Tariro Washinyira
2 minute read
31 Aug 2021
12:57 pm

Toddler drowns after falling into uncovered manhole in Cape Town

Tariro Washinyira

Two weeks ago, another child had fallen into the same drain, but was rescued by residents.

A photo from Nkosikhona Swartbooi’s Facebook page showing the manhole that Imthande fell into. GroundUp

Two-year-old Imthande Swartbooi drowned after falling into an uncovered manhole in Greenpoint, Khayelitsha, on Sunday.

He was found at midday by his mother, Busisiwe Swartbooi, after she went searching for him.

Child drowns in sewer after manhole left uncovered
Imthande Swartbooi. Photo: Faceboook/GroundUp

Nkosikhona Swartbooi, the child’s uncle, who is an activist in the Social Justice Coalition, an organisation that campaigns for better sanitation, posted on Facebook that Greenpoint residents had repeatedly requested the City of Cape Town to fix broken, blocked and overflowing drains.

He said the drain into which Imthande fell had been left open “for a while now”.

“After hearing of my family’s tragic loss the City immediately sent out its water and sanitation staff to fix the broken drain,” posted Swartbooi.

“How many children must die in this very undignified way in order for the City to realise its constitutional obligation to provide basic services to poor and working class communities?” asked Swartbooi.

Imthande has two brothers, aged five and 17.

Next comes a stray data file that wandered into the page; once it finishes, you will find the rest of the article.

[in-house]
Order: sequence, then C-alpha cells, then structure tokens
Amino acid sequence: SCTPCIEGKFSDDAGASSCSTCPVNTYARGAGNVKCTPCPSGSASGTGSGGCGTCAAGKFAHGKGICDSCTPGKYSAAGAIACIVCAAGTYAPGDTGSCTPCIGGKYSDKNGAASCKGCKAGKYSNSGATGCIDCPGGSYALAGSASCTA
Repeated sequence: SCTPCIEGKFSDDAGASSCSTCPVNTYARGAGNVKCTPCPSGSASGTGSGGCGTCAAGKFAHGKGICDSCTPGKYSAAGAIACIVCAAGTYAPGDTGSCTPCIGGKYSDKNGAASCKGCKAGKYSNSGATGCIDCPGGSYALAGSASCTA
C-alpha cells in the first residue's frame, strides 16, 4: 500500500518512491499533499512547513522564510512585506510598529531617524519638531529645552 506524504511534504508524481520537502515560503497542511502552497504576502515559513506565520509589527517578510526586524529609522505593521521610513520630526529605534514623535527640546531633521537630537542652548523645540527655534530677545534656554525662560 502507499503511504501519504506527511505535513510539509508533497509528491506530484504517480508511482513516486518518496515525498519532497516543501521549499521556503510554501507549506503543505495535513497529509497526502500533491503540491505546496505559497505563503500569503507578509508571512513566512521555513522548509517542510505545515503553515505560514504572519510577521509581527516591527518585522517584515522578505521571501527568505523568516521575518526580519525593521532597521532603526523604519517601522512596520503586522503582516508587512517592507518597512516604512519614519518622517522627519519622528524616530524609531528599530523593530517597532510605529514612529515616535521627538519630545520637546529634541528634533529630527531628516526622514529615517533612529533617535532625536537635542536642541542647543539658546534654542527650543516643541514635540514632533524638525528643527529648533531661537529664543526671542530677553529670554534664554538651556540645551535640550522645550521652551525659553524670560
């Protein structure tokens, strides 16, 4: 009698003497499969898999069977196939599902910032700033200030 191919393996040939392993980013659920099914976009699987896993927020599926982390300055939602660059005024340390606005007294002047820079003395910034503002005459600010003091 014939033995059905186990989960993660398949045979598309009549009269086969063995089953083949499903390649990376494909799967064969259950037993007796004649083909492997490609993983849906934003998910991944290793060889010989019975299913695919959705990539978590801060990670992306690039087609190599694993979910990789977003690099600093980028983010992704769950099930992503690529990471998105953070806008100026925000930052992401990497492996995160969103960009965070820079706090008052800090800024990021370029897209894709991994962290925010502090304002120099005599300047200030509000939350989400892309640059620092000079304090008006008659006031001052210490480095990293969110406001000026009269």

“They are still processing [the loss], and the father, Gcinumzi Mbadamana, is in shock,” Swartbooi told GroundUp.

Swartbooi said that two weeks ago another child had fallen into the same drain, but was rescued by residents.

“Sanitation in the township and informal settlements is a big problem. I stay here in Khayelitsha. Blocked toilets and overflowing sewage are hazardous and have caused the death of our nephew,” said Swartbooi.

The family asked for counselling to be provided.

Mayor Dan Plato and Xanthea Limberg, Mayco Member for Sanitation, visited the family on Monday. Plato gave his condolences to the family and prayed with them.

Limberg responded to GroundUp: “Each month, on average, the City replaces 300 drain covers across the metro.

“The City replaces stolen and broken cast-iron manhole covers with ones made of polymer plastic as the material has little to no scrap value.

“However, this has not proven a sufficient deterrent, as these too are often removed. Mayor Plato condemned the theft and vandalism of city infrastructure as it has real and serious consequences for communities.”

The City is assisting the SAPS with their formal investigation.

This article first appeared on GroundUp and was republished with permission. Read the original article here.